The drought-like situation, 40% dip in rabi sowing and the Union government’s restriction on imports of some pulses from April 1 have started pushing up the prices of chickpea, moth (Turkish gram or ‘matki’), black lentil (urad dal), split pigeon pea (toor dal) and split chickpea (chana dal).
The price rise has been to the tune of Rs4 to Rs8 per kg for some pulses and Rs8 per kg of chickpea in the retail market. The wholesale prices have gone up from Re 1 to Rs5 per kg for various pulses and Rs10 per kg in the case of ‘moth’ lentil.
Traders stressed with the government restricting pulses’ import, a further rise in prices was imminent. The import restriction would cause another spell of short supply, they added.
Dhaval Shah, the director of Jairaj Group in Market Yard, said the government recently restricted the import of some pulses in a bid to provide farmers with a better price for their produce.
“Anyway, supplies from farmers are less this year compared to the same period last year as the rabi sowing was low this season. Whatever stock the farmers have needs to fetch a better price, hence the import restriction. If the import of pulses has been restricted in the current period, it is bound to have an impact on the supplies and prices in the future,” he said.
The government has restricted imports of peas, tur, urad and mung dals. “Considering all these factors, we expect prices of some pulses to rise by another 10% in the next fortnight to one month,” said Shah.
Another wholesaler said with the elections around the corner, the import restriction on pulses was bound to help the government win over some farmers.
Retailer Bharatlal Unecha of Ganpat Super Market in Gokhalenagar said the prices of six commodities among grains and pulses had gone up in the past one week to 15 days.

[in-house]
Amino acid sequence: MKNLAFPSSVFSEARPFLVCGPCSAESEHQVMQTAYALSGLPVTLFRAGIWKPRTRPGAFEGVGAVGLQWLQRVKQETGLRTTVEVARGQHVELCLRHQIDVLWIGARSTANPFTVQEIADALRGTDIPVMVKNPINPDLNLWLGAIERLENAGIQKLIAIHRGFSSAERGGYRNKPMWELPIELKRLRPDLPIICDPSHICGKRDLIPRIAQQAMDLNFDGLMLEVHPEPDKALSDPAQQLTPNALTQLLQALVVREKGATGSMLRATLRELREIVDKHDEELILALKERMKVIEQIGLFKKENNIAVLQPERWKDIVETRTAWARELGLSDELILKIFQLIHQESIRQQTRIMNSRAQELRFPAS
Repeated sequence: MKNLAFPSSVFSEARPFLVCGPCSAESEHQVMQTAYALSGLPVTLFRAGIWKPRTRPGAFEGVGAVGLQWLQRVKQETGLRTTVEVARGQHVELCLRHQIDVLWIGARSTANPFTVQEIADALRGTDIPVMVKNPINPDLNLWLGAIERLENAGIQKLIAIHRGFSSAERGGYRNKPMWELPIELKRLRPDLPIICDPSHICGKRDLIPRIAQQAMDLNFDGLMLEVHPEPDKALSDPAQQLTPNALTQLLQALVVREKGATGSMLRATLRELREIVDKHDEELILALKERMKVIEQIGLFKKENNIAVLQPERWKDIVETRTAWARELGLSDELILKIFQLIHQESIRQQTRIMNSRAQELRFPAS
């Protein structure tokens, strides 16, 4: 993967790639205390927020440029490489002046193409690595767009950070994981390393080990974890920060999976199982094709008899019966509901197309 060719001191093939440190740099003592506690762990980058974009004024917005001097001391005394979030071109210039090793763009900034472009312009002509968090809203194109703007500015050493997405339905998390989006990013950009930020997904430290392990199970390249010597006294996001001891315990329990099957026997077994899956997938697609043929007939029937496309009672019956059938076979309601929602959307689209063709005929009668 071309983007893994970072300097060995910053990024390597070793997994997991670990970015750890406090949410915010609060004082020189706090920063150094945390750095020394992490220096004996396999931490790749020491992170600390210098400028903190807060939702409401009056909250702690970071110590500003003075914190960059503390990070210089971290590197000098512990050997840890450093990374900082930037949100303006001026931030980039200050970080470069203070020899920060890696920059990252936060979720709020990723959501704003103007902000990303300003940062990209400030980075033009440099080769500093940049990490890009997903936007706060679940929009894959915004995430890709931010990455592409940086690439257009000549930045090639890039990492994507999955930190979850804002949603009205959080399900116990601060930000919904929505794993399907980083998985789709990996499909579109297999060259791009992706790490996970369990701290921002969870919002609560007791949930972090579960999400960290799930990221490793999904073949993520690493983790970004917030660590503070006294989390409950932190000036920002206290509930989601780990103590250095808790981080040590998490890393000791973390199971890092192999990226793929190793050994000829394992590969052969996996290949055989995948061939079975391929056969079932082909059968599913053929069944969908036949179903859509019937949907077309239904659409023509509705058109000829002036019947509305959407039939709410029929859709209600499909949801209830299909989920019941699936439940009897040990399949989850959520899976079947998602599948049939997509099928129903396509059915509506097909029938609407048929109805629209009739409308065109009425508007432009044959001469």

“These include pulses like mung, chana lentil, urad, moth lentil, chickpeas and sago. While import restriction and less supply from the farm-level are responsible for the increase in the prices of some lentils and chickpeas, sago and moth lentil prices have gone up drastically (Rs30 and Rs20 per kg, respectively) because both are now being sold through ‘societies’ in Salem (Tamil Nadu) instead of the direct selling by the sellers there earlier,” said Unecha.
He said moth lentil and sago came to Maharashtra mainly from Tamil Nadu.
Ashish Nahar, the owner of Dalal Ashish Traders in Market Yard said ‘tur’ and chickpeas supplies were short because of less crop this season due to water shortage in villages for the past few months.
“Also, the demand for pulses has been high considering that the prices of vegetables have been shooting up on and off. The government’s annual limit of 6.5 lakh metric tonnes of imports of some pulses has pushed stockists to hoard more pulses anticipating a shortage in the future,” said Nahar.
He said the overstocking was also pushing the pulses’ prices north. “Farmers anyway have low stock in this period. But they, too, seem to be withholding some commodities anticipating a higher price later,” said Nahar.